Government Control of the Media
University of Wisconsin-Madison
University of Chicago - Irving B. Harris Graduate School of Public Policy Studies; Higher School of Economics; Centre for Economic Policy Research (CEPR)
April 20, 2014
Journal of Public Economics, vol. 118, pp. 163-171, October 2014.
We present a formal model of government control of the media to illuminate variation in media freedom across countries and over time. Media bias is greater and state ownership of the media more likely when the government has a particular interest in mobilizing citizens to take actions that further some political objective but are not necessarily in citizens' individual best interest; however, the distinction between state and private media is smaller. Large advertising markets reduce media bias in both state and private media but increase the incentive for the government to nationalize private media. Media bias in state and private media markets diverge as governments become more democratic, whereas media bias in democracies and autocracies converge as positive externalities from mobilization increase.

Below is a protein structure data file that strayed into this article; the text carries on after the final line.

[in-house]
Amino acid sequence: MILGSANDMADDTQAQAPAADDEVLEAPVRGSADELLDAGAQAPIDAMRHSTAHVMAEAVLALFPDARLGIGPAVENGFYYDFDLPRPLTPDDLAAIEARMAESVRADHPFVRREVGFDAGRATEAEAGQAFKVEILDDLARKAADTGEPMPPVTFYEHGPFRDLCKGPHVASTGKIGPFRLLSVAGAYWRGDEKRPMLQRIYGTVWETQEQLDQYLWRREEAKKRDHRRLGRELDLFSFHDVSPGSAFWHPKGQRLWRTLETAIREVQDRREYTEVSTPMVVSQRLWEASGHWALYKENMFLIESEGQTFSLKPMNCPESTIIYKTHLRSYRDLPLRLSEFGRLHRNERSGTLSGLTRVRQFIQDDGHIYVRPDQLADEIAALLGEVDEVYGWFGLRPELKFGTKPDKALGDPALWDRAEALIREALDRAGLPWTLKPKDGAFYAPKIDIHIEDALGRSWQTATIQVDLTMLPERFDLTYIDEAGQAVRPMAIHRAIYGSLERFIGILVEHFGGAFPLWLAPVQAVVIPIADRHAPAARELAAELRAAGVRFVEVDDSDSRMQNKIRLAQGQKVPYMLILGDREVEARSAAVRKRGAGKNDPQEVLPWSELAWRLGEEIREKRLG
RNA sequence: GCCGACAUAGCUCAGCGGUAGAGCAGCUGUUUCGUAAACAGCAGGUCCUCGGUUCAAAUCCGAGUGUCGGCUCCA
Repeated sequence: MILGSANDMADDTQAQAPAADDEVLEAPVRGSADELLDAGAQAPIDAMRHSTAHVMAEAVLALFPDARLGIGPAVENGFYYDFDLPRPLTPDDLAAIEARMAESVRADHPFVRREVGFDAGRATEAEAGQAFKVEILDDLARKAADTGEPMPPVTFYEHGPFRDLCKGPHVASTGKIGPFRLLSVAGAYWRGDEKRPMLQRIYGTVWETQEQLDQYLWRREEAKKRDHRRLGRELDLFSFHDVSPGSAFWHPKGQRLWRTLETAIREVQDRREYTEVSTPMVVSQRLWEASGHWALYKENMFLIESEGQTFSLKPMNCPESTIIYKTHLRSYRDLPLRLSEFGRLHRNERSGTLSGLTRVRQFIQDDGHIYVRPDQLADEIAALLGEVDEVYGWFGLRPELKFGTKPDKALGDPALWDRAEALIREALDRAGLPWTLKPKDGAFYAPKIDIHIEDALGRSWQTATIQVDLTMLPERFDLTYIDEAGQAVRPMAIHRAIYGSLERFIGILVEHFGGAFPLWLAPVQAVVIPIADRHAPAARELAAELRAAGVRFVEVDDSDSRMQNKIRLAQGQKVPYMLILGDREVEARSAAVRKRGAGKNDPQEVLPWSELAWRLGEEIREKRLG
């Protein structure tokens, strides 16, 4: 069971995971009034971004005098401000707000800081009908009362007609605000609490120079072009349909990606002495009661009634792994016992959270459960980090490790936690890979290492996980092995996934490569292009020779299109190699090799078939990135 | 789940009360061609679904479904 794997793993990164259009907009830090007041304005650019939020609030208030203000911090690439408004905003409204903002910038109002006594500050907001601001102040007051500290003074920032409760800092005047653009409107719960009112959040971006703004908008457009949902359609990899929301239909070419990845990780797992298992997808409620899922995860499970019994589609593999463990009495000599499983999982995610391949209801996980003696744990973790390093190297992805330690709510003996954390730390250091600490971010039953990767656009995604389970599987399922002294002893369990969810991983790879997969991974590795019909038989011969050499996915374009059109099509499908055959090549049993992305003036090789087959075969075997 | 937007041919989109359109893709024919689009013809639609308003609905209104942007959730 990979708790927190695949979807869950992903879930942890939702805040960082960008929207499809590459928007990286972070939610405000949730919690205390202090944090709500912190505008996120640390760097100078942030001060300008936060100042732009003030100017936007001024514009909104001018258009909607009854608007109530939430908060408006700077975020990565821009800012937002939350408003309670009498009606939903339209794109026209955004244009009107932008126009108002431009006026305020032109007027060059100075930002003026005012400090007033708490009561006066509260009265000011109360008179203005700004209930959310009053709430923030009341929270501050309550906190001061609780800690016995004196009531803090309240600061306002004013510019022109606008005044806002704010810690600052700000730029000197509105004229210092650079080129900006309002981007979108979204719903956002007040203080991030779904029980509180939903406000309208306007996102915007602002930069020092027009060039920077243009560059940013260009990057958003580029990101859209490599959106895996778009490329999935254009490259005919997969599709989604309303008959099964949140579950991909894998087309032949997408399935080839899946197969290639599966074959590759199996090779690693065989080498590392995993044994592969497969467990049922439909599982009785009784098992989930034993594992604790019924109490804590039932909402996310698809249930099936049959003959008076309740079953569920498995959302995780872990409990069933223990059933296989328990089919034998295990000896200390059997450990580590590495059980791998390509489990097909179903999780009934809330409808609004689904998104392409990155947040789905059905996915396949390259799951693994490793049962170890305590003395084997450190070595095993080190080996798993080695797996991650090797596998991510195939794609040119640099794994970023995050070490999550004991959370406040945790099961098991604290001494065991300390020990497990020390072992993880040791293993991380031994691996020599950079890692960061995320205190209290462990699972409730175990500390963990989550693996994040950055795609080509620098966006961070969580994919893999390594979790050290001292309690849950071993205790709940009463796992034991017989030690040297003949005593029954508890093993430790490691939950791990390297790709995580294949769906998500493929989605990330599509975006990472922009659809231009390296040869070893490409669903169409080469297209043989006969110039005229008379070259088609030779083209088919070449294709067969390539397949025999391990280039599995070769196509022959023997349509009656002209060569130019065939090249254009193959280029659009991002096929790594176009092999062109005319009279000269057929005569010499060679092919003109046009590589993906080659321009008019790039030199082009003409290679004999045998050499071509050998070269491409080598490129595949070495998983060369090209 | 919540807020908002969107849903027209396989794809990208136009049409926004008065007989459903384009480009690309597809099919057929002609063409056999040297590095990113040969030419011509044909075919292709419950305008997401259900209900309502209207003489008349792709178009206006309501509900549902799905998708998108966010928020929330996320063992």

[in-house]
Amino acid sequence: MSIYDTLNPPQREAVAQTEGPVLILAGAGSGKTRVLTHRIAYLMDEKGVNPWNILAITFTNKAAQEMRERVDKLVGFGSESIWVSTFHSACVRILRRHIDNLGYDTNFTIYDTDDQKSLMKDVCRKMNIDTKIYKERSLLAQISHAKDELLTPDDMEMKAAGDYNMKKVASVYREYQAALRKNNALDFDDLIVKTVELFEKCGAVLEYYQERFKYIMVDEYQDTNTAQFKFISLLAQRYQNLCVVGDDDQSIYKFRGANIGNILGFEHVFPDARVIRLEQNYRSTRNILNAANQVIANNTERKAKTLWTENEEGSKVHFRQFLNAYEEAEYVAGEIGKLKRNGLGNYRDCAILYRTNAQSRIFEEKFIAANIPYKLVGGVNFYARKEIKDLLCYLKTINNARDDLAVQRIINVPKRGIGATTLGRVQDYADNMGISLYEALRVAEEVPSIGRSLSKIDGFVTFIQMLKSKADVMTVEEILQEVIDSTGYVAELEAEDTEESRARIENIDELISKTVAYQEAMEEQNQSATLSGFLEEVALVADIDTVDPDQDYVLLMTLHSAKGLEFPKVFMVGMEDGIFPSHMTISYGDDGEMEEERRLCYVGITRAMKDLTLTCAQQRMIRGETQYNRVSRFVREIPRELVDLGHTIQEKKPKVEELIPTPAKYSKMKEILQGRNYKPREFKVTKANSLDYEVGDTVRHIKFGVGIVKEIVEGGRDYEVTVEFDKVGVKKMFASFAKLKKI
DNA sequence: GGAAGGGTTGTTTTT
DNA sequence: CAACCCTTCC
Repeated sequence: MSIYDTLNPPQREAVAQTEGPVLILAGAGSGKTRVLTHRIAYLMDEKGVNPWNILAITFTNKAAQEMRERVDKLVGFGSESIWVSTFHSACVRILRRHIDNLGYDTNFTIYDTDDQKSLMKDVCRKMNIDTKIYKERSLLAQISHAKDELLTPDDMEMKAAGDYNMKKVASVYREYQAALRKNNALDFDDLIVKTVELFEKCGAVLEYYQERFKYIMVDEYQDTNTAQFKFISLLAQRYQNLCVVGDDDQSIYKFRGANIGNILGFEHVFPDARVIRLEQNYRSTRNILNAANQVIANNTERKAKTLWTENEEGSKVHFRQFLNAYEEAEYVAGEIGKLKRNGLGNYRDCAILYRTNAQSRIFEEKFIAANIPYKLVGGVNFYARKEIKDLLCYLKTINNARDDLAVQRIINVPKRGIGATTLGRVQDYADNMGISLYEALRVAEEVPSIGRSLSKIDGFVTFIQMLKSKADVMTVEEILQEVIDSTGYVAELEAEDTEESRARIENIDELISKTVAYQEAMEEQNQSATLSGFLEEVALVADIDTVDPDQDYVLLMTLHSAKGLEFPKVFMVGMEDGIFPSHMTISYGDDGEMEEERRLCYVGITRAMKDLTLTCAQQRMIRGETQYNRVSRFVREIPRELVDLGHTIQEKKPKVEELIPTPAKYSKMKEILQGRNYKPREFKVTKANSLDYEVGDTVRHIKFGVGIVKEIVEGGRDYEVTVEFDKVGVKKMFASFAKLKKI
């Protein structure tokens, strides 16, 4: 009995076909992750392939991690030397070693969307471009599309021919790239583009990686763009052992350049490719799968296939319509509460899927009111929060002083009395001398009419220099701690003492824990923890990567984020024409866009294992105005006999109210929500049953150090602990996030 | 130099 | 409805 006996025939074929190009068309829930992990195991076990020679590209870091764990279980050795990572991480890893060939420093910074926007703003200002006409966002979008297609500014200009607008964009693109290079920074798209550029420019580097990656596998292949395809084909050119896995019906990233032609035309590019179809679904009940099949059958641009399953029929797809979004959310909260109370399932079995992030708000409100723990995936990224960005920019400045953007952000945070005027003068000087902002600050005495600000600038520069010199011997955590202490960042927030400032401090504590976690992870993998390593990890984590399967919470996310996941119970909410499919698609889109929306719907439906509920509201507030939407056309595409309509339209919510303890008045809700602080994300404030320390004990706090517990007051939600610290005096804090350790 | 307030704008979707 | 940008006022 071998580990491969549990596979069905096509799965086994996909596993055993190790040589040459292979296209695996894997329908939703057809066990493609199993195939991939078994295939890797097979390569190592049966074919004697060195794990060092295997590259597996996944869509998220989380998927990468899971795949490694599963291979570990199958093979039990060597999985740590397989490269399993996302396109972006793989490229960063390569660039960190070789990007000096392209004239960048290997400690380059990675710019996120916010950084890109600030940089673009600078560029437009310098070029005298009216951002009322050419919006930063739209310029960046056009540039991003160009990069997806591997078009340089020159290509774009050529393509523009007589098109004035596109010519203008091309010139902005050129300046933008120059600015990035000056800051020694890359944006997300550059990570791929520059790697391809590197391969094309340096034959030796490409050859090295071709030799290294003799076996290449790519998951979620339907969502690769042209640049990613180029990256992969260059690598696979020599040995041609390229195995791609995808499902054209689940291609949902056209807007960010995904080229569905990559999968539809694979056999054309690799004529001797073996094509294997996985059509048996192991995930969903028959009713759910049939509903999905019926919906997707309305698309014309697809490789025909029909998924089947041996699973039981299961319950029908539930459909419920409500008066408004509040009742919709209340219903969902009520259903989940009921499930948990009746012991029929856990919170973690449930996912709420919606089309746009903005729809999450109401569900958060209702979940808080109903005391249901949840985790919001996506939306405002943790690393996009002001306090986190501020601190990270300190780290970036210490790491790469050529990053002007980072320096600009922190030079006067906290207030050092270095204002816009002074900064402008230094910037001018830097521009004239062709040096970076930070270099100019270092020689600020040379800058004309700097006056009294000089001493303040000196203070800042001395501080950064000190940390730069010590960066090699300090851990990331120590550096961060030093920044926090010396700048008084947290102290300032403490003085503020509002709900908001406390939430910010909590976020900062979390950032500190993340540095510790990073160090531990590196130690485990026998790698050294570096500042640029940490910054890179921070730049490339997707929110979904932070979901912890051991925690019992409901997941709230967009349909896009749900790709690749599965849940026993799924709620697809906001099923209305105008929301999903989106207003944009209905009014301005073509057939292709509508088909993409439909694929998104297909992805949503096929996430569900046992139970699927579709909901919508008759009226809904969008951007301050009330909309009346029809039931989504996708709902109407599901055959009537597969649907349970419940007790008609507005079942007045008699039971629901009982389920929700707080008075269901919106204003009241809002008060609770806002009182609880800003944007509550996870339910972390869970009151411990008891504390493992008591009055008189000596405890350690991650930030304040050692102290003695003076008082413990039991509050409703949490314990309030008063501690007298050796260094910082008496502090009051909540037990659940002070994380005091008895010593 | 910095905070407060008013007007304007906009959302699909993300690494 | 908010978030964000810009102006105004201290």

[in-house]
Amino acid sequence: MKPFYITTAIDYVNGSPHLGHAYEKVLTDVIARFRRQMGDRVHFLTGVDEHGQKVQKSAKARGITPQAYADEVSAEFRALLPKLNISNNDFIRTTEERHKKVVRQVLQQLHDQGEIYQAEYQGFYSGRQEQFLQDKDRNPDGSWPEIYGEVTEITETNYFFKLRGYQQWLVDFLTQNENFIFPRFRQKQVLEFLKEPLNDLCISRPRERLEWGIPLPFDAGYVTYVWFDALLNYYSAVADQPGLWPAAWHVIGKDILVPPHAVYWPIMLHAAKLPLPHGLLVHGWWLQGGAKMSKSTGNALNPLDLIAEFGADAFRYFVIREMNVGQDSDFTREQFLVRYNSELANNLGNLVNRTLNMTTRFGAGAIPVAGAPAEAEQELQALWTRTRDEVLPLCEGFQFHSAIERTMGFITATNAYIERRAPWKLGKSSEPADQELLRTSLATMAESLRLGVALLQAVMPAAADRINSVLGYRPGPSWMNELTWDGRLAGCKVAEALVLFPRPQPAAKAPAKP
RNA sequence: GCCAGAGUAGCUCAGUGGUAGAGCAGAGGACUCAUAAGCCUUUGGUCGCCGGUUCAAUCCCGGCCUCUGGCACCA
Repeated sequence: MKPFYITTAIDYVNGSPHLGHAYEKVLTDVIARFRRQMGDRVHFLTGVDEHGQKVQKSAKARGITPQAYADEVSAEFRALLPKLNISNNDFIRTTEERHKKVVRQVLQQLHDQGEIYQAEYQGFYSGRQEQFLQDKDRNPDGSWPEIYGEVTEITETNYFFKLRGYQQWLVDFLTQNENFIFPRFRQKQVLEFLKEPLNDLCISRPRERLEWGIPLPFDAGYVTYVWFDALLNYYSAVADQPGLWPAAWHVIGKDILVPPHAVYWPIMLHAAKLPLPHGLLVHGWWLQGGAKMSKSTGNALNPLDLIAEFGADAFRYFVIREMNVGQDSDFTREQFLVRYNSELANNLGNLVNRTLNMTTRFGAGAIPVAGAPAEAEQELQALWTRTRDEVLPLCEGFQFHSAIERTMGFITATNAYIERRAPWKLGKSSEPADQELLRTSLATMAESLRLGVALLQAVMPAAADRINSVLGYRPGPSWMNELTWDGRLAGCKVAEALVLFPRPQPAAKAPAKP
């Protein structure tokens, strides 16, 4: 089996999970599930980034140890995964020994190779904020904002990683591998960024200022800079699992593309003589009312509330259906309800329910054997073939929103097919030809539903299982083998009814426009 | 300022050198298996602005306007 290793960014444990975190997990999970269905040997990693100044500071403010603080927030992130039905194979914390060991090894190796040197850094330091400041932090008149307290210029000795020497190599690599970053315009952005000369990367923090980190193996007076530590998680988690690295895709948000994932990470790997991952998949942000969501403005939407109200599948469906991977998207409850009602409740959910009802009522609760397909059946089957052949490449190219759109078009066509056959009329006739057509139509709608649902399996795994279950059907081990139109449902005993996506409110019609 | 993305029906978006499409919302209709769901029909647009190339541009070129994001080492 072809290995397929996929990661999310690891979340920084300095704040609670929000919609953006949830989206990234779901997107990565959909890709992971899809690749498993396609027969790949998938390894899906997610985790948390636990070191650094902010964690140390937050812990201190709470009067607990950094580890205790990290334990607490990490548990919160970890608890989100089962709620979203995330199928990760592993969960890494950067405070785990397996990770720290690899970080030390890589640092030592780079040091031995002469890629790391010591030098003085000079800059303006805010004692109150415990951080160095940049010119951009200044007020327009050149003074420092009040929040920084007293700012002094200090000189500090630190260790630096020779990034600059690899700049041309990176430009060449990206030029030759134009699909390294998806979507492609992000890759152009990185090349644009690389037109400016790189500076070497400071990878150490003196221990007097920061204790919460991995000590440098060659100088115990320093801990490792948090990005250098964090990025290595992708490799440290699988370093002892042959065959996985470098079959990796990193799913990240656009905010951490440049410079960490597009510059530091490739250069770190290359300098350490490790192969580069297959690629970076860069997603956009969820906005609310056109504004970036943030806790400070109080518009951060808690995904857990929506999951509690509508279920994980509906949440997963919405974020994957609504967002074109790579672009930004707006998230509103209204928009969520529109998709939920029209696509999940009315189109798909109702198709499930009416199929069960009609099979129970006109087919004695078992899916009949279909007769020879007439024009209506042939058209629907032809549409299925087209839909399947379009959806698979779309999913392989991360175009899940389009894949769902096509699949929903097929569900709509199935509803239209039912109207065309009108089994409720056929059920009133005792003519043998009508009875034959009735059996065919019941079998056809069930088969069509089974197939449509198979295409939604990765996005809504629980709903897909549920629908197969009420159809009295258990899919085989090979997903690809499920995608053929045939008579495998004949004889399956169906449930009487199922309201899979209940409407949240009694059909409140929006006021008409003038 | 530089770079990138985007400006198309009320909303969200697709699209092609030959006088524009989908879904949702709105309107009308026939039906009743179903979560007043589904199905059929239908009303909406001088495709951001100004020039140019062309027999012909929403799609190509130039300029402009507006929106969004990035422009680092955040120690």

Number of Pages in PDF File: 36
Keywords: Political economy, media, nondemocratic politics
JEL Classification: L82, L10, D72
Date posted: December 15, 2008 ; Last revised: October 6, 2014